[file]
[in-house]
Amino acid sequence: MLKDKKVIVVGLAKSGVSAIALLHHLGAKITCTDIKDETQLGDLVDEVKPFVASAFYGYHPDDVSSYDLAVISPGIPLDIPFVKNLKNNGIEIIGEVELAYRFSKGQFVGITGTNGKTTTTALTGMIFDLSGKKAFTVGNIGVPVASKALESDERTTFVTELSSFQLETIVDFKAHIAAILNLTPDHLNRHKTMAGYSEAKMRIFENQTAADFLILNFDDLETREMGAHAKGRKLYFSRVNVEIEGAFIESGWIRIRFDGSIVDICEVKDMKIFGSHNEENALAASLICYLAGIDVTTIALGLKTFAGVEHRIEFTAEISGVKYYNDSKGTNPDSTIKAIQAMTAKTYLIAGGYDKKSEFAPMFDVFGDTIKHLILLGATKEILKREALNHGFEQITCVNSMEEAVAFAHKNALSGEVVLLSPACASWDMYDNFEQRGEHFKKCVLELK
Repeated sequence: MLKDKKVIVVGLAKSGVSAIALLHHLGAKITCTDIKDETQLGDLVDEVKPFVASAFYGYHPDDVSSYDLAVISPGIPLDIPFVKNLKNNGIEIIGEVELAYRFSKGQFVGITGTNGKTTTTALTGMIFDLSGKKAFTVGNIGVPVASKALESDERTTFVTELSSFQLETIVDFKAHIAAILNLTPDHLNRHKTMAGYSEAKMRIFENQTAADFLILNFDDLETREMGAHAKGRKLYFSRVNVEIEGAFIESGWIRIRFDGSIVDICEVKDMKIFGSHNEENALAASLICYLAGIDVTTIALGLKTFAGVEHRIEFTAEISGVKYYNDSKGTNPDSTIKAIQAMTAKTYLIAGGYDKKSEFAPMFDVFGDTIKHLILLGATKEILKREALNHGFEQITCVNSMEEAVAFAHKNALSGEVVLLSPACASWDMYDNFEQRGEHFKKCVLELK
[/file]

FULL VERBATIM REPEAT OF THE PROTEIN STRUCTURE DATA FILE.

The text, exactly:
[in-house]
Amino acid sequence: MLKDKKVIVVGLAKSGVSAIALLHHLGAKITCTDIKDETQLGDLVDEVKPFVASAFYGYHPDDVSSYDLAVISPGIPLDIPFVKNLKNNGIEIIGEVELAYRFSKGQFVGITGTNGKTTTTALTGMIFDLSGKKAFTVGNIGVPVASKALESDERTTFVTELSSFQLETIVDFKAHIAAILNLTPDHLNRHKTMAGYSEAKMRIFENQTAADFLILNFDDLETREMGAHAKGRKLYFSRVNVEIEGAFIESGWIRIRFDGSIVDICEVKDMKIFGSHNEENALAASLICYLAGIDVTTIALGLKTFAGVEHRIEFTAEISGVKYYNDSKGTNPDSTIKAIQAMTAKTYLIAGGYDKKSEFAPMFDVFGDTIKHLILLGATKEILKREALNHGFEQITCVNSMEEAVAFAHKNALSGEVVLLSPACASWDMYDNFEQRGEHFKKCVLELK
Repeated sequence: MLKDKKVIVVGLAKSGVSAIALLHHLGAKITCTDIKDETQLGDLVDEVKPFVASAFYGYHPDDVSSYDLAVISPGIPLDIPFVKNLKNNGIEIIGEVELAYRFSKGQFVGITGTNGKTTTTALTGMIFDLSGKKAFTVGNIGVPVASKALESDERTTFVTELSSFQLETIVDFKAHIAAILNLTPDHLNRHKTMAGYSEAKMRIFENQTAADFLILNFDDLETREMGAHAKGRKLYFSRVNVEIEGAFIESGWIRIRFDGSIVDICEVKDMKIFGSHNEENALAASLICYLAGIDVTTIALGLKTFAGVEHRIEFTAEISGVKYYNDSKGTNPDSTIKAIQAMTAKTYLIAGGYDKKSEFAPMFDVFGDTIKHLILLGATKEILKREALNHGFEQITCVNSMEEAVAFAHKNALSGEVVLLSPACASWDMYDNFEQRGEHFKKCVLELK